1979 Medical Academy  Sofia, BULGARIA. Medical doctor
1994 Medical Academy & Bulgarian Academy of Sciences, Sofia, BULGARIA, PhD


Teaching


Human genetics: Biochemical and Molecular genetics of complex disease (Epigenetic mechanisms
in human pathology)


Selected Publications

Koldamova R, Fitz NF, Lefterov I. “ATP-Binding Cassette Transporter A1: From metabolism to Neurodegeneration” Neurobiol Dis. 2014 May 17. pii: S0969-9961(14)00125-9. doi: 10.1016/j.nbd.2014.05.007. [Epub ahead of print]

Nicholas F. Fitz, Emilie L. Castranio, Alexis Y. Carter, Ravindra Kodali, Iliya Lefterov & Radosveta Koldamova: Improvement of memory deficits and Aβ clearance in aged APP23 mice treated
with a combination of anti-Aβ antibody and LXR agonist. J Alzheimer's Disease 2014 Mar 18. [Epub ahead of print]

Koldamova R, Schug J, Lefterova M, Cronican AA, Fitz NF, Davenport FA, Carter A, Castranio EL, Lefterov I: “Genome-wide approaches reveal EGR1-controlled regulatory networks associated with neurodegeneration”. Neurobiology Dis 2014 Mar;63:107-14. doi: 10.1016/j.nbd.2013.11.005. Epub 2013 Nov 20.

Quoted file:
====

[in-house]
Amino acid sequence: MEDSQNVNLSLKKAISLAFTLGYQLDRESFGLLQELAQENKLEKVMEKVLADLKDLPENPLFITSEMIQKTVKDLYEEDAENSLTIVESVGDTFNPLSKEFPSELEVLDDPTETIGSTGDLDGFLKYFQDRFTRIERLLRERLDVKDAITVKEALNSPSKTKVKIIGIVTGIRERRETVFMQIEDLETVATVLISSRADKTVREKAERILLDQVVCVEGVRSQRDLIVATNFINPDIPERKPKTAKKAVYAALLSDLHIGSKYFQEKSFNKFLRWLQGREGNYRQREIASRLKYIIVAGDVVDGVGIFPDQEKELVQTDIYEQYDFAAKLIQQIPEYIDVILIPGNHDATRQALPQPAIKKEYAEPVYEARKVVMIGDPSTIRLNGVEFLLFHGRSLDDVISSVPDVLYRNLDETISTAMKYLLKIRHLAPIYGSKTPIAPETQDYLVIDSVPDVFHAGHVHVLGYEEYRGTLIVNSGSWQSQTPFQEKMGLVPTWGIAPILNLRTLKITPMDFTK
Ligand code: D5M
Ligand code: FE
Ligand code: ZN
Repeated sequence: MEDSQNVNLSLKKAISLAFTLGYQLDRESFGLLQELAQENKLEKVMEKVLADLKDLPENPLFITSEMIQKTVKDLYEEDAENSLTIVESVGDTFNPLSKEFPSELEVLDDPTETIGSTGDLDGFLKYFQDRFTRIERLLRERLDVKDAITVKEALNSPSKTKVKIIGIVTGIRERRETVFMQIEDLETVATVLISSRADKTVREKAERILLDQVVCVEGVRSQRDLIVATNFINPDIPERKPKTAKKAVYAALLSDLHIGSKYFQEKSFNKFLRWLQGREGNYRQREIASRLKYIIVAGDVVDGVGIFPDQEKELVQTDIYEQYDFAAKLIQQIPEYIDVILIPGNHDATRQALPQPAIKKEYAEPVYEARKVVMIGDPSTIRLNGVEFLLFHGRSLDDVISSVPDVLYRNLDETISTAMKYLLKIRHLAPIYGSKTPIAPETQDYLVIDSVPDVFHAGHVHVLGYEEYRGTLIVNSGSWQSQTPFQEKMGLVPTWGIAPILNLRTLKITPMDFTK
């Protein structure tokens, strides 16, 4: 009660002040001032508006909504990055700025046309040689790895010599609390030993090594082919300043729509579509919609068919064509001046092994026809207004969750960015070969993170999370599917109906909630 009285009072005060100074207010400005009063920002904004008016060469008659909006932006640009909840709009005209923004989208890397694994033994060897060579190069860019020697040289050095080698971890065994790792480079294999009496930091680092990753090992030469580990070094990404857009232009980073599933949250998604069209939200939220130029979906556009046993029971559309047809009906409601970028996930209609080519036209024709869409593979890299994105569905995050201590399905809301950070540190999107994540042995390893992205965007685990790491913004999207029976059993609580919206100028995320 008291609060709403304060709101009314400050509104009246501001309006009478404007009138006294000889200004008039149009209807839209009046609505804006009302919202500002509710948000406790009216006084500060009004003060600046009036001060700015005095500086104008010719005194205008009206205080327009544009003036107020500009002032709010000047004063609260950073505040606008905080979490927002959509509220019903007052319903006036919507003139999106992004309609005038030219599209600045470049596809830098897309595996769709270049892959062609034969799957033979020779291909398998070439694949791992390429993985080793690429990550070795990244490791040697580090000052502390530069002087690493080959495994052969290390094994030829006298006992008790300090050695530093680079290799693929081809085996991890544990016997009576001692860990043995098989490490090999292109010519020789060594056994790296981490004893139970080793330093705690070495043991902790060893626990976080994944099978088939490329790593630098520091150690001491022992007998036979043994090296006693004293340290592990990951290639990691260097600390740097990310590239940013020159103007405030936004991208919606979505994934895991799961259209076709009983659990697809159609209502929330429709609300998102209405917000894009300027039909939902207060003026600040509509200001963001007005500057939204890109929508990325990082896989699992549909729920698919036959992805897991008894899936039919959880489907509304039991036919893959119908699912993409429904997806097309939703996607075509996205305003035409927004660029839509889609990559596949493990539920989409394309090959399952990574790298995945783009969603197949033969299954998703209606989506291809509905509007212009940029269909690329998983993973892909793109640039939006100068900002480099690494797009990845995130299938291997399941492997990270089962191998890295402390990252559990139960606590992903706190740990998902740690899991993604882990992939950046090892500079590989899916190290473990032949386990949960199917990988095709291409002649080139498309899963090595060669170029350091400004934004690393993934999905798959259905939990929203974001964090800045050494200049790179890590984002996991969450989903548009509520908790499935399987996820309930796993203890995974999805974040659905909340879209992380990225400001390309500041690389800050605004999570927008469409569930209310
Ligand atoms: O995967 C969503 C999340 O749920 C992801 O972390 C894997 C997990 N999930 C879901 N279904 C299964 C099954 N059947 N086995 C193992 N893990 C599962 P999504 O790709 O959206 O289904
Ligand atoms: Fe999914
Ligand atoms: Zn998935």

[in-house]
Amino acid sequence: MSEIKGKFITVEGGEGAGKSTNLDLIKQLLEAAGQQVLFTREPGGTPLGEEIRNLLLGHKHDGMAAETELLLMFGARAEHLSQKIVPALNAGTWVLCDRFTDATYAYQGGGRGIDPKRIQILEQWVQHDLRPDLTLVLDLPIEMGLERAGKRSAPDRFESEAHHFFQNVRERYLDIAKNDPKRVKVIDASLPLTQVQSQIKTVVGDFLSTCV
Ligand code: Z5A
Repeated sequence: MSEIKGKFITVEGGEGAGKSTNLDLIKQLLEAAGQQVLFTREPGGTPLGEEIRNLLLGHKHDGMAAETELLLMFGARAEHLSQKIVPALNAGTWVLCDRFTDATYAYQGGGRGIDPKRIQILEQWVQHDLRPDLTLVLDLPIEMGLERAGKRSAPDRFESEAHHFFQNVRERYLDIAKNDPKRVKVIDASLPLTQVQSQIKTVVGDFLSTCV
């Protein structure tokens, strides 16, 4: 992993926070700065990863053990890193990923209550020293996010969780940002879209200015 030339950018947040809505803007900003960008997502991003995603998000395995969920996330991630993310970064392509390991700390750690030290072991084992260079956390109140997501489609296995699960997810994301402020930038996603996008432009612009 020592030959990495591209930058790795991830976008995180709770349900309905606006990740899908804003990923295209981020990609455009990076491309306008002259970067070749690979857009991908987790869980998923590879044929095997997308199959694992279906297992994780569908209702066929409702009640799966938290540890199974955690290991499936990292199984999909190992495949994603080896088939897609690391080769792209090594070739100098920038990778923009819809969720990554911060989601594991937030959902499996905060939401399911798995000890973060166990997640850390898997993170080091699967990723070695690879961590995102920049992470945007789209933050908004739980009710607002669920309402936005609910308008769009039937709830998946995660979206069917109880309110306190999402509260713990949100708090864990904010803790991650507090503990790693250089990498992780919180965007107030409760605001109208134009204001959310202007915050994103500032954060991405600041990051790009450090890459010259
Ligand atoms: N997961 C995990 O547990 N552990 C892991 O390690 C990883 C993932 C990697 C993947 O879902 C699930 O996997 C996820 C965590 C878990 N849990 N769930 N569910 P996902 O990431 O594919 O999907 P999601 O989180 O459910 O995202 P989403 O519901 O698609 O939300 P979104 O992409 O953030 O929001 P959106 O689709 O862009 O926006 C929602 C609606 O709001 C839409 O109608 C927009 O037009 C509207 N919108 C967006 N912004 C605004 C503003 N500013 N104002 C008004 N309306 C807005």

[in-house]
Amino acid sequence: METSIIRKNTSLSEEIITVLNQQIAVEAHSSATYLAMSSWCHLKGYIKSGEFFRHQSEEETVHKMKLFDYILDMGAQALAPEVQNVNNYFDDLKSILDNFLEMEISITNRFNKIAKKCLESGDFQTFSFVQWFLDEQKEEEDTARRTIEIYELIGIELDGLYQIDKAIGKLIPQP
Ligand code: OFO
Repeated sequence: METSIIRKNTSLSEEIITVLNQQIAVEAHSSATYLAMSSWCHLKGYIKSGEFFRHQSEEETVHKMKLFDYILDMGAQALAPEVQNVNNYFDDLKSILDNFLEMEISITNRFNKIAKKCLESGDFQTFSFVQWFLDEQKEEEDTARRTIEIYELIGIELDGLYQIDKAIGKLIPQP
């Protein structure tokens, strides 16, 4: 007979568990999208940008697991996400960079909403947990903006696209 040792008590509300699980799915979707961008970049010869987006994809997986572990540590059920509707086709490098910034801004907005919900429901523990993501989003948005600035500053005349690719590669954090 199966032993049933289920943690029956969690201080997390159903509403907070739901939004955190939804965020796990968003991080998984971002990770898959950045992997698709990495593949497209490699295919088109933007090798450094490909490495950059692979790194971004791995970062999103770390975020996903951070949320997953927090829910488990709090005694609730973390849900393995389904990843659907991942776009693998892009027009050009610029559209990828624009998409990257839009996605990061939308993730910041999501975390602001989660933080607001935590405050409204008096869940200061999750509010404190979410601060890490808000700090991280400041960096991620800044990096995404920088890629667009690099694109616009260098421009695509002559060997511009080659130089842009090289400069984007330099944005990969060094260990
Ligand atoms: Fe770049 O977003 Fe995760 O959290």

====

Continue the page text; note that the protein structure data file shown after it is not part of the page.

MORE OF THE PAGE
Fitz NF, Cronican AA, Lefterov I, Koldamova R. Comment on "ApoE-directed therapeutics rapidly clear β-amyloid and reverse deficits in AD mouse models". Science. 2013 May 24;340(6135):924-c. doi: 10.1126/science.123580

Cronican AA, Fitz NF, Carter A, Saleem M, Shiva S, Barchowsky A, Koldamova R, Schug J,
Lefterov I. Genome-wide alteration of histone H3K9 acetylation pattern in mouse offspring prenatally exposed to arsenic.  PLoS One. 2013;8(2):e53478. doi:10.1371/journal.pone.0053478. Epub 2013 Feb 6

Fitz NF, Cronican AA, Saleem M, Fauq AH, Chapman R, Lefterov I, Koldamova R. Abca1 deficiency affects Alzheimer's disease-like phenotype in human ApoE4 but not in ApoE3-targeted replacement mice. J Neuroscience. 2012 Sep 19;32(38):13125-36

Lefterov I, Fitz NF, Cronican AA, Fogg A, Kodali R, Wetzel R, Radosveta Koldamova (2010) Apolipoprotein A-I deficiency increases cerebral amyloid angiopathy and cognitive deficits in APP/PS1dE9 mice. J Biol Chem. 285: 36945-36957

Fitz Nicholas, Andrea Cronican, Tam Pham, Allison Fogg, Abdul H. Fauq, Robert Chapman, Iliya
Lefterov & Radosveta Koldamova (2010). LXR agonist treatment ameliorates amyloid pathology and memory deficits caused by high fat diet in APP23 mice. J Neuroscience, 30: 6862-72.







Radosveta P Koldamova
© 2017 by University of Pittsburgh Graduate School of Public Health

Login  |  Sitemap